This has been bugging me for a long time now. In all the plans and elevations of the Fukushima plants the back-up diesel pumps are not shown. We were simply told again and again that they were “knocked out” or “flooded” by the tsunami. Where were they and what was their failure all about?
I read recently that someone who tests backup diesel generators said many of them fail when tested, and many times the periodic tests to make sure they work are not demanding tests – they are turned on briefly and not subjected to serious stress. When needed, they can fail. Unreliability is not uncommon among all backup generators, and may have little to do with nuclear power, tsunamis, or flooding.
They were in the basement, behind a 20 foot seawall, from what I heard on the news. Apparently the wave was 23 feet.
the electrical systems for the generators to supply the reactor systems was in the basements and damaged to be nonfunctional. the generators were damaged beyond repair.
Where I work, all the building have had emergency generators installed. They are tested every month. As mentioned above, when they are just turned on they work. When the building is actually switched over, they tend not to work. One of the larger buildings has it’s own generator house and UPS. Multiple diesel generators etc. That now works-but it took them literally 2 years of testing and rebuilding to get it functional. All of this was done in response to Katrina. So the planning and installations have taken 5 years. Apparently the idea of switching an entire installation over to local power is much more complicated than it sounds. How well such a system would work after an earthquake or tsunami-well I wouldn’t count on it at all. No matter how well built.
All they had to do is run some pumps…
IIRC, WTC7 had big diesel generators installed for electrical backup, halfway up the building. Plus large tanks of fuel. The only way that was a danger to the building was if massive chunks of flaming debris got quite a way inside the building. What were the odds of that?
These pumps are a bit more considerable than the one that inflates your air mattress.
That said it doesn’t matter how minor the power required is when all of your power generating equipment is under water.
I also saw somewhere (can’t recall where, so no cite) that the tanks for the diesel fuel floated out to sea as the tsunami receded. So there was no fuel to power the generators as well.
I thought the diesel generators were located just seaward of the reactors they respectively powered/were supposed to power.
Here’s a picture of the generator buildings, to the right of the reactor units. Ignore the accompanying story. I didn’t bother reading it.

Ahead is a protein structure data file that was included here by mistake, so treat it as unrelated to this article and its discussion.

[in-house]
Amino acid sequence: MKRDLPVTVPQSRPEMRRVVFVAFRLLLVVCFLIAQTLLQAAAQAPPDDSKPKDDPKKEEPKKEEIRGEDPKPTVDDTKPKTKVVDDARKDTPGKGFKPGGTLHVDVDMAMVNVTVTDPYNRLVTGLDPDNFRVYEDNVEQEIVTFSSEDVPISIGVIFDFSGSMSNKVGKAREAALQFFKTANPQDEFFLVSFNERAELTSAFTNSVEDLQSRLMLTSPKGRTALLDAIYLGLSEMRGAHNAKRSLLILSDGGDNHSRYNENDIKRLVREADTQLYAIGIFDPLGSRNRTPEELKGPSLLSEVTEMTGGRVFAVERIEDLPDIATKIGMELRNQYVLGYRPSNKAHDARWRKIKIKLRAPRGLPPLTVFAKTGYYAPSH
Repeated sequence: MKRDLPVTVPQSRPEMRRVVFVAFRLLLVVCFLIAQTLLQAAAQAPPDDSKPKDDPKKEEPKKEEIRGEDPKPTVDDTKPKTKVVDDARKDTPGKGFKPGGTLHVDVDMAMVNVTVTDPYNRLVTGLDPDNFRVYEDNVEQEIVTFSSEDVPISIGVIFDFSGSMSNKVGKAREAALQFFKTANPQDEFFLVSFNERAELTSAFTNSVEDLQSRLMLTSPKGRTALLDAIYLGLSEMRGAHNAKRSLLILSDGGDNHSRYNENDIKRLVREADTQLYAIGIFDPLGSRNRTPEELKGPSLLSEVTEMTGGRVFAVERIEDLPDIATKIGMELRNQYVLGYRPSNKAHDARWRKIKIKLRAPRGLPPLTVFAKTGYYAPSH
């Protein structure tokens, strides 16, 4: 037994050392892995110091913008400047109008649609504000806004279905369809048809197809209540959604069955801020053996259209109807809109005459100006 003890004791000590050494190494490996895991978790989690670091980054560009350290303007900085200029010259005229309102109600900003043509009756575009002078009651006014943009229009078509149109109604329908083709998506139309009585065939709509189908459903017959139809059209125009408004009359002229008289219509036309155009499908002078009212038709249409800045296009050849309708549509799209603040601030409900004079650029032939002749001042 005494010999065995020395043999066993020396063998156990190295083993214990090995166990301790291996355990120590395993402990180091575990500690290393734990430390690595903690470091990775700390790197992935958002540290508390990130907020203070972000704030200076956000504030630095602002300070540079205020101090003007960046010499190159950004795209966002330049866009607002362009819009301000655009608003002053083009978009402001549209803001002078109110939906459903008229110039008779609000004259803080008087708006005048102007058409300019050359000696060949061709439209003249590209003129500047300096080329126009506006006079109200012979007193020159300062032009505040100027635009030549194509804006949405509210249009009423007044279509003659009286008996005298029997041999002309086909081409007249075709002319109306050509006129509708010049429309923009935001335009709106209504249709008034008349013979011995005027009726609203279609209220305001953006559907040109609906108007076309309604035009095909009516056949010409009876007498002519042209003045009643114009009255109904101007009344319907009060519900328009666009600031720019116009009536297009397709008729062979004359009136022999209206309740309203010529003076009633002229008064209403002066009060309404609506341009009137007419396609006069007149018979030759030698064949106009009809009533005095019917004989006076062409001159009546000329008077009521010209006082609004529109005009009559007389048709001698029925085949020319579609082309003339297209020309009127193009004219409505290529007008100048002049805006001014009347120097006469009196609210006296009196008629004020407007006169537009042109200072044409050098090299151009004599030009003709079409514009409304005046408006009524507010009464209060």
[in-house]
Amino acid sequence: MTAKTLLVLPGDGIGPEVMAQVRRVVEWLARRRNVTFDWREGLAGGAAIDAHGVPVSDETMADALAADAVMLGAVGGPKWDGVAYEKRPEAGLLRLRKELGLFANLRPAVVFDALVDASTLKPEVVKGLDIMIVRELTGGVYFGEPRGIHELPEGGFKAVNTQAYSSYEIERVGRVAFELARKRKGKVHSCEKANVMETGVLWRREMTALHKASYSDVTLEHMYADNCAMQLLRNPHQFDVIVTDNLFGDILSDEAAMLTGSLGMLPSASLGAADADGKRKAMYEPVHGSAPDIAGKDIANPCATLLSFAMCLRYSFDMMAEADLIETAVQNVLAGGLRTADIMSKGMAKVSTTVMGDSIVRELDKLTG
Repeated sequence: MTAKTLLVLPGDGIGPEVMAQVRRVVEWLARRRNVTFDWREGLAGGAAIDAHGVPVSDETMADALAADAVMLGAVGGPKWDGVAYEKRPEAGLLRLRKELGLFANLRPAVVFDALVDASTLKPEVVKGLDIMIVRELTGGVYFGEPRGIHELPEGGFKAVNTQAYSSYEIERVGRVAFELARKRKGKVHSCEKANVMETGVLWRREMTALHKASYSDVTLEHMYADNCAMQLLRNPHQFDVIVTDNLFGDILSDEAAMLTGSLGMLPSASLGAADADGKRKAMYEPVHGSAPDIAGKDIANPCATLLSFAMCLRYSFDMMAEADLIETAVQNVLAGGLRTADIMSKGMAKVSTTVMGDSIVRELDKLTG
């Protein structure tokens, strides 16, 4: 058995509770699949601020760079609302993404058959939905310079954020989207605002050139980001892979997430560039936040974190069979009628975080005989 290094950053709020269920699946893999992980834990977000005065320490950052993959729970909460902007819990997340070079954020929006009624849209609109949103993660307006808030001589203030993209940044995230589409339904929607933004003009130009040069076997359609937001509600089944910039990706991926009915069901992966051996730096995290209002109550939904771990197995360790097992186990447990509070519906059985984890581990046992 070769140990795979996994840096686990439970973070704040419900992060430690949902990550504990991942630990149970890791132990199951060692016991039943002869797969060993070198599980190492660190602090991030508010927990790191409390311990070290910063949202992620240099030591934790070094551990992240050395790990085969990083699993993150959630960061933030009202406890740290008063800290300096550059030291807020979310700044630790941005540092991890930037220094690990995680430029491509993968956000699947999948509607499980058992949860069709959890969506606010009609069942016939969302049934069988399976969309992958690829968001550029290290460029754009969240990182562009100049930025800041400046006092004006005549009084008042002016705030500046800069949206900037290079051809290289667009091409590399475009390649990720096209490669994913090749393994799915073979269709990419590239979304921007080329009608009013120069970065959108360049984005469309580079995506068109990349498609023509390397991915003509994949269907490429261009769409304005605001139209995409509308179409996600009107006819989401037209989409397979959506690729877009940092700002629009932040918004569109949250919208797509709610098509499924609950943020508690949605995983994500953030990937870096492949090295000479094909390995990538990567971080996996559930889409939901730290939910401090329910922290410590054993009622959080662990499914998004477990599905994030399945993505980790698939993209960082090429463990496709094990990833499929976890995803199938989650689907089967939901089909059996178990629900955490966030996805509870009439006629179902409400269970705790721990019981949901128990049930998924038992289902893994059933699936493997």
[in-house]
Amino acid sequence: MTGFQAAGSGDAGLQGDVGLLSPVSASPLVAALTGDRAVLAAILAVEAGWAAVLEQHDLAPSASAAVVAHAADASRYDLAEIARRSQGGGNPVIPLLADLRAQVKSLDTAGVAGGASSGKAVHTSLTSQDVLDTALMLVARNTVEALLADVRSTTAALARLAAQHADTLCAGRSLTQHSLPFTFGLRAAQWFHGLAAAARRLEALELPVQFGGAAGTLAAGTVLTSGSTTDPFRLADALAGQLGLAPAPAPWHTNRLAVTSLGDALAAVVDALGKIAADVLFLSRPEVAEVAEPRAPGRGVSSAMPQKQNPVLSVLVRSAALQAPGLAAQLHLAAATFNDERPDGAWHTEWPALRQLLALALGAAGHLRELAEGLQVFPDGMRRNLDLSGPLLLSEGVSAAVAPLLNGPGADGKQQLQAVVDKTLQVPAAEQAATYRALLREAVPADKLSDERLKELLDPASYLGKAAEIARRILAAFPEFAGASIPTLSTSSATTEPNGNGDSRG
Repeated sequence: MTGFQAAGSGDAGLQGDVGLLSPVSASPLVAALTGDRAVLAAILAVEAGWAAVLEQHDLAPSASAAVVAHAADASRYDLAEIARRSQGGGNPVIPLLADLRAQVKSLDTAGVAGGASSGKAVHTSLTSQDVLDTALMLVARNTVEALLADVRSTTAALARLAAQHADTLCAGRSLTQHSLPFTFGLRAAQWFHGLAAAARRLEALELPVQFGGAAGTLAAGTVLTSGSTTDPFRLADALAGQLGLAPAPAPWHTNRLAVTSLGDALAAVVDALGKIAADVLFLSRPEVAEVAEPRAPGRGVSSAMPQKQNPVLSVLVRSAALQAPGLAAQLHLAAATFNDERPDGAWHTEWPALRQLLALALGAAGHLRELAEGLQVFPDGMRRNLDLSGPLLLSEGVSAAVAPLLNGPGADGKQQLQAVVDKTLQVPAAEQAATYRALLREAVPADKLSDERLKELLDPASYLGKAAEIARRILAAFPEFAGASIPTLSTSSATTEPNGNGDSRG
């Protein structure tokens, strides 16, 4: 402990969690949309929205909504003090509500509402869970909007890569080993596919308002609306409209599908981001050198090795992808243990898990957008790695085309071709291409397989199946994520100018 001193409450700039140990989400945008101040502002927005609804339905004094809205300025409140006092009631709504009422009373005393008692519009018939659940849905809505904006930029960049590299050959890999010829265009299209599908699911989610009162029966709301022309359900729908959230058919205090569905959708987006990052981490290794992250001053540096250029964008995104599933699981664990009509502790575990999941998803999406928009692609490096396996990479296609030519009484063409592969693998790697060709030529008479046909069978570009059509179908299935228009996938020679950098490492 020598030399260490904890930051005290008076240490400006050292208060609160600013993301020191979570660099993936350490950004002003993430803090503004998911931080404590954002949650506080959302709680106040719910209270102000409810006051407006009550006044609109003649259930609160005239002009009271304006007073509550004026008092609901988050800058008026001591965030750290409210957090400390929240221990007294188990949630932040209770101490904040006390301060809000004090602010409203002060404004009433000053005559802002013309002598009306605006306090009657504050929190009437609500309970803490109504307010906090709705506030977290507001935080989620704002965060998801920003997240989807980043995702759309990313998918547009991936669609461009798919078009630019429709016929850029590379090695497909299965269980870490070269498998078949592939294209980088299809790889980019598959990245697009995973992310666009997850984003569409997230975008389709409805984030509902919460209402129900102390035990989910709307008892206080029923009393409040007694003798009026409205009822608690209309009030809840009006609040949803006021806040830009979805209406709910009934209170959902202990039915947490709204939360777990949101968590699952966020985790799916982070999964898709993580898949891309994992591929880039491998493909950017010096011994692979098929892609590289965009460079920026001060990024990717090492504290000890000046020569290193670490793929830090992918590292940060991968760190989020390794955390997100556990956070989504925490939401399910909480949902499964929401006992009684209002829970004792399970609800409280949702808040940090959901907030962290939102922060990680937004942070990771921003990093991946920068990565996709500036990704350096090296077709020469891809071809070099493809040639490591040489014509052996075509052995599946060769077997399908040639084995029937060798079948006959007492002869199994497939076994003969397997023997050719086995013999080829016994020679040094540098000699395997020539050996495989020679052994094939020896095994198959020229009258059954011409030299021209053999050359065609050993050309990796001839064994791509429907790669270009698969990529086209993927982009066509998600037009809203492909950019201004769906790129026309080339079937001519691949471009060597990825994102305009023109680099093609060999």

I believe those buildings to the right in that picture housed the actual generators that were powered by the heat from the nuclear reactors; i.e., the actual generators that produced the electric power from this plant.
Thus not the same as the ‘diesel-powered generators’ that were one of the emergency backups for this plant. Where those were located is not clear; might have been in the same buildings, or might have been elsewhere.
The generators were located in a low area (cannot verify that it was the basement or not).
I just read an article which quoted a member of the Japan nuclear energy safely committee, who said that he had been concerned about tsunami, but his concerns had been brushed aside. The other members were more concerned about damage from earthquake than from tsunami.
The switching to emergency power is not complicated at all. It is just a matter of opening one relay and closing another. What happens is the power on the emergency circuits goes off and then back on. On a building with an elevator bank all the elevators stop. And depending on the system one or two elevators will restart. ON some buildings then the elevators have to be brought to the ground floor the people let out, then switch to the next elevator do the same. After all elevators are empty (no traped people) one or two elevators are left in the auto operation. Other buildings this is done automatically one elevator at a time.
Greg Palast on Emergency Generators:
I don’t see evil in the generators failing (they were flooded out by unprecedentedly high waves, although you’d think there’d be more forethought about tsunamis in a country that occasionally suffers from them). As posters above have noted, emergency generators, even those tested on a regular basis, frequently fail. There’s a difference between a quick test and running for an extended period with a load on the output. It’s just that people don’t seem to really expect to have to use the emergency system a lot of the time. And if they do, not for long.
I can’t think of a better argument than this against nuclear power.
If the emergency generator failed in one of my buildings I would worry about loosing my job.
They should be run weekly and run under load.